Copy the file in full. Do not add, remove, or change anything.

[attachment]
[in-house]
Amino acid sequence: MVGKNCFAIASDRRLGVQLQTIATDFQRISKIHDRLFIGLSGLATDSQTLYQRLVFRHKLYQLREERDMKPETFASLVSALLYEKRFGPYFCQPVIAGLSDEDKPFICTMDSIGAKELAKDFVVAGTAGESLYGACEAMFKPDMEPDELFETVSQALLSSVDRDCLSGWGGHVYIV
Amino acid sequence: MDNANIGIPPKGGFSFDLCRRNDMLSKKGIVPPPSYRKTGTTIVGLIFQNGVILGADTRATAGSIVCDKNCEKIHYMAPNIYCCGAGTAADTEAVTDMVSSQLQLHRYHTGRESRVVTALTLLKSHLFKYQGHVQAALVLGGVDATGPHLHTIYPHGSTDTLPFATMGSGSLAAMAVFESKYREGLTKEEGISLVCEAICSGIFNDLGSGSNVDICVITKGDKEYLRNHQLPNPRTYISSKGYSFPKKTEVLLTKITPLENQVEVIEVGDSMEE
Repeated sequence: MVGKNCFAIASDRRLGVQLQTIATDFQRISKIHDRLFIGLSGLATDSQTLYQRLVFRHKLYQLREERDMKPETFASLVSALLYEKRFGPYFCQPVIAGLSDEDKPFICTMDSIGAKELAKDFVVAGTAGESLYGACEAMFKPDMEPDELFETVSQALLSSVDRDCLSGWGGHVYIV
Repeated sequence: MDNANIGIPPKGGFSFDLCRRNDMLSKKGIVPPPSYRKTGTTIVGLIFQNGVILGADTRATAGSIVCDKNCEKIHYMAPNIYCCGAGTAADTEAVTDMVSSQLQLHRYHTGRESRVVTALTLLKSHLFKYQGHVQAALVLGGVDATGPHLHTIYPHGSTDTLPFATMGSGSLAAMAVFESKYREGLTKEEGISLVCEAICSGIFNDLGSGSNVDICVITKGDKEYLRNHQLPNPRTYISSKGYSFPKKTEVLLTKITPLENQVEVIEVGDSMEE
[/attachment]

[in-house]
Amino acid sequence: MVGKNCFAIASDRRLGVQLQTIATDFQRISKIHDRLFIGLSGLATDSQTLYQRLVFRHKLYQLREERDMKPETFASLVSALLYEKRFGPYFCQPVIAGLSDEDKPFICTMDSIGAKELAKDFVVAGTAGESLYGACEAMFKPDMEPDELFETVSQALLSSVDRDCLSGWGGHVYIV
Amino acid sequence: MDNANIGIPPKGGFSFDLCRRNDMLSKKGIVPPPSYRKTGTTIVGLIFQNGVILGADTRATAGSIVCDKNCEKIHYMAPNIYCCGAGTAADTEAVTDMVSSQLQLHRYHTGRESRVVTALTLLKSHLFKYQGHVQAALVLGGVDATGPHLHTIYPHGSTDTLPFATMGSGSLAAMAVFESKYREGLTKEEGISLVCEAICSGIFNDLGSGSNVDICVITKGDKEYLRNHQLPNPRTYISSKGYSFPKKTEVLLTKITPLENQVEVIEVGDSMEE
Repeated sequence: MVGKNCFAIASDRRLGVQLQTIATDFQRISKIHDRLFIGLSGLATDSQTLYQRLVFRHKLYQLREERDMKPETFASLVSALLYEKRFGPYFCQPVIAGLSDEDKPFICTMDSIGAKELAKDFVVAGTAGESLYGACEAMFKPDMEPDELFETVSQALLSSVDRDCLSGWGGHVYIV
Repeated sequence: MDNANIGIPPKGGFSFDLCRRNDMLSKKGIVPPPSYRKTGTTIVGLIFQNGVILGADTRATAGSIVCDKNCEKIHYMAPNIYCCGAGTAADTEAVTDMVSSQLQLHRYHTGRESRVVTALTLLKSHLFKYQGHVQAALVLGGVDATGPHLHTIYPHGSTDTLPFATMGSGSLAAMAVFESKYREGLTKEEGISLVCEAICSGIFNDLGSGSNVDICVITKGDKEYLRNHQLPNPRTYISSKGYSFPKKTEVLLTKITPLENQVEVIEVGDSMEE